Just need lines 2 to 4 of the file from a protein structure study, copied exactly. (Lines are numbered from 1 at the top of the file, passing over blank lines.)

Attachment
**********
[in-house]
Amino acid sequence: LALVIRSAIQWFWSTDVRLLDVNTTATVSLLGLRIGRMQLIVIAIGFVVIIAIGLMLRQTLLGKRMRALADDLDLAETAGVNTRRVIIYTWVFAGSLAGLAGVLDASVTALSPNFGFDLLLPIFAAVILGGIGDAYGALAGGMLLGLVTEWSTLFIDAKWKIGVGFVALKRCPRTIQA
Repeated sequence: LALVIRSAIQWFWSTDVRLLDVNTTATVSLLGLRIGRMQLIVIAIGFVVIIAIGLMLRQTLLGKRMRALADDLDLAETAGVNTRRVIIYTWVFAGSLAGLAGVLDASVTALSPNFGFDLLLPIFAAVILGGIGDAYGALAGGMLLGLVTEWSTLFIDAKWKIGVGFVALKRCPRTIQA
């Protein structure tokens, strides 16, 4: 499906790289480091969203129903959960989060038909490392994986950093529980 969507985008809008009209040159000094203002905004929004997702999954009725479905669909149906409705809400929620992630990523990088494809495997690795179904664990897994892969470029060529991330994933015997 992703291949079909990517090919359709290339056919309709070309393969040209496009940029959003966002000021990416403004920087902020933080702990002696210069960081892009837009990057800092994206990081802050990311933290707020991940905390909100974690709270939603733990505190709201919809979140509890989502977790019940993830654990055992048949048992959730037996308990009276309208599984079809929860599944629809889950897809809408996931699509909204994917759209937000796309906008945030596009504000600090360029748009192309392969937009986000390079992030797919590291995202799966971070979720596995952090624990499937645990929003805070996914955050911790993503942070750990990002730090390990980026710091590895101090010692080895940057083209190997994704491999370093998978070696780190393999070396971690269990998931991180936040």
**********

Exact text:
Amino acid sequence: LALVIRSAIQWFWSTDVRLLDVNTTATVSLLGLRIGRMQLIVIAIGFVVIIAIGLMLRQTLLGKRMRALADDLDLAETAGVNTRRVIIYTWVFAGSLAGLAGVLDASVTALSPNFGFDLLLPIFAAVILGGIGDAYGALAGGMLLGLVTEWSTLFIDAKWKIGVGFVALKRCPRTIQA
Repeated sequence: LALVIRSAIQWFWSTDVRLLDVNTTATVSLLGLRIGRMQLIVIAIGFVVIIAIGLMLRQTLLGKRMRALADDLDLAETAGVNTRRVIIYTWVFAGSLAGLAGVLDASVTALSPNFGFDLLLPIFAAVILGGIGDAYGALAGGMLLGLVTEWSTLFIDAKWKIGVGFVALKRCPRTIQA
């Protein structure tokens, strides 16, 4: 499906790289480091969203129903959960989060038909490392994986950093529980 969507985008809008009209040159000094203002905004929004997702999954009725479905669909149906409705809400929620992630990523990088494809495997690795179904664990897994892969470029060529991330994933015997 992703291949079909990517090919359709290339056919309709070309393969040209496009940029959003966002000021990416403004920087902020933080702990002696210069960081892009837009990057800092994206990081802050990311933290707020991940905390909100974690709270939603733990505190709201919809979140509890989502977790019940993830654990055992048949048992959730037996308990009276309208599984079809929860599944629809889950897809809408996931699509909204994917759209937000796309906008945030596009504000600090360029748009192309392969937009986000390079992030797919590291995202799966971070979720596995952090624990499937645990929003805070996914955050911790993503942070750990990002730090390990980026710091590895101090010692080895940057083209190997994704491999370093998978070696780190393999070396971690269990998931991180936040």